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5 Big Pros And Cons Of ChatGPT For Cybersecurity

Kyle Alspach

There’s mounting evidence that the AI chatbot could be a powerful tool both for hackers and for cyber defenders.


ChatGPT’s Cyber Conundrum

History reveals to us that advanced technology, even when it’s developed with the best of intentions, will inevitably end up being used in ways that cause harm. AI is certainly no exception. But with OpenAI’s ChatGPT, both the positive and negative uses of the technology seem to have been taken up a notch. And when it comes to cybersecurity, there’s now mounting evidence that the AI-powered chatbot could be a powerful tool both for hackers and cyber defenders.

ChatGPT — a virtual research and writing assistant that, at least for now, is free to use — is an amazingly helpful tool. Its knowledge is basically limitless, its ability to boil down complex subjects is superb and, oh yeah, it’s fast. But the fact that it can write programming code upon request is where many concerns about possible harms are arising.

For those intent on using the tool to write malware code for deployment in cyberattacks, “ChatGPT lowers the barrier to entry for threat actors with limited programming abilities or technical skills,” researchers from threat intelligence firm Recorded Future said in a report Thursday. “It can produce effective results with just an elementary level of understanding in the fundamentals of cybersecurity and computer science.”

[Related: ChatGPT Malware Shows It’s Time To Get ‘More Serious’ About Security]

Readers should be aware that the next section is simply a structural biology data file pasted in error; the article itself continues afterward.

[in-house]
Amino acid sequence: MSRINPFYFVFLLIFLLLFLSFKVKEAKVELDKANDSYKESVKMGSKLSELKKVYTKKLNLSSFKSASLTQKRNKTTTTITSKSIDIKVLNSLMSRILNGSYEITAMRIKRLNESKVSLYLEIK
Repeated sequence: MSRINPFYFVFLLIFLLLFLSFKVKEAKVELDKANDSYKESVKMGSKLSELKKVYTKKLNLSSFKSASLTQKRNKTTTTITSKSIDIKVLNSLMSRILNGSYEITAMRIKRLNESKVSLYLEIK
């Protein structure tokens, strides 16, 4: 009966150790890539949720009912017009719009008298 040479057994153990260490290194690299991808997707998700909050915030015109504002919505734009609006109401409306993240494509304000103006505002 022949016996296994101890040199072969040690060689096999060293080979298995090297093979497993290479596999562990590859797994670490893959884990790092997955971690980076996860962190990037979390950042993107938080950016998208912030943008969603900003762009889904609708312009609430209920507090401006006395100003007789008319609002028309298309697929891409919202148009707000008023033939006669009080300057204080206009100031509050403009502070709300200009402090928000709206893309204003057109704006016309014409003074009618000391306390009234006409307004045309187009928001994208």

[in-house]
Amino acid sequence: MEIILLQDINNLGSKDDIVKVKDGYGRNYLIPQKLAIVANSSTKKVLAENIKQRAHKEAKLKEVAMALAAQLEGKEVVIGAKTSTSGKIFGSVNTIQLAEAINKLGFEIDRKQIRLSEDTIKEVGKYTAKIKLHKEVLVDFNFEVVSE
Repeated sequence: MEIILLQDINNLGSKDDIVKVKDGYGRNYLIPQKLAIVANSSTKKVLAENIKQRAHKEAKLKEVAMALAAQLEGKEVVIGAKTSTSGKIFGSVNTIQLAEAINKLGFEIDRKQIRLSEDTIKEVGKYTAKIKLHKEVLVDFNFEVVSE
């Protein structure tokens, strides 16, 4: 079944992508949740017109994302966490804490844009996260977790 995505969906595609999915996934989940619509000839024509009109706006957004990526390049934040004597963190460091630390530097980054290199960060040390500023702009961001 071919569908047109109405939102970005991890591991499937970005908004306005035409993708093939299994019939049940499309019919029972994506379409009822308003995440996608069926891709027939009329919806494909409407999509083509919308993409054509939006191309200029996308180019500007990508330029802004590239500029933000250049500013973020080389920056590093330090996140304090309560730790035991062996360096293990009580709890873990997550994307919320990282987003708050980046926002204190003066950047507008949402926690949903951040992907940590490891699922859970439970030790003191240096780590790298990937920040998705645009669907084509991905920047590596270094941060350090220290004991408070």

Of course, ChatGPT has its positive uses too, including in the cybersecurity realm. Researchers at Accenture Security have been trying out ChatGPT’s capabilities for automating some of the work involved in cyber defense. The initial findings around using the AI-powered chatbot in this way are promising, according to Robert Boyce, Accenture’s global lead for cyber resilience services. It’s clear that the tool “helps reduce the barrier to entry with getting into the defensive side as well,” he told CRN.

OpenAI, which is also behind the DALL-E 2 image generator, and whose backers include Microsoft, first introduced ChatGPT in late November. This week, Microsoft said it’s making a new “multiyear, multibillion dollar investment” into OpenAI, which the New York Times confirmed as amounting to $10 billion. Microsoft had previously invested more than $3 billion into OpenAI starting in 2019, and OpenAI uses Microsoft Azure for its cloud infrastructure.

What follows are the details we’ve assembled on five big pros and cons of ChatGPT for cybersecurity.

Kyle Alspach

Kyle Alspach is a Senior Editor at CRN focused on cybersecurity. His coverage spans news, analysis and deep dives on the cybersecurity industry, with a focus on fast-growing segments such as cloud security, application security and identity security.  He can be reached at

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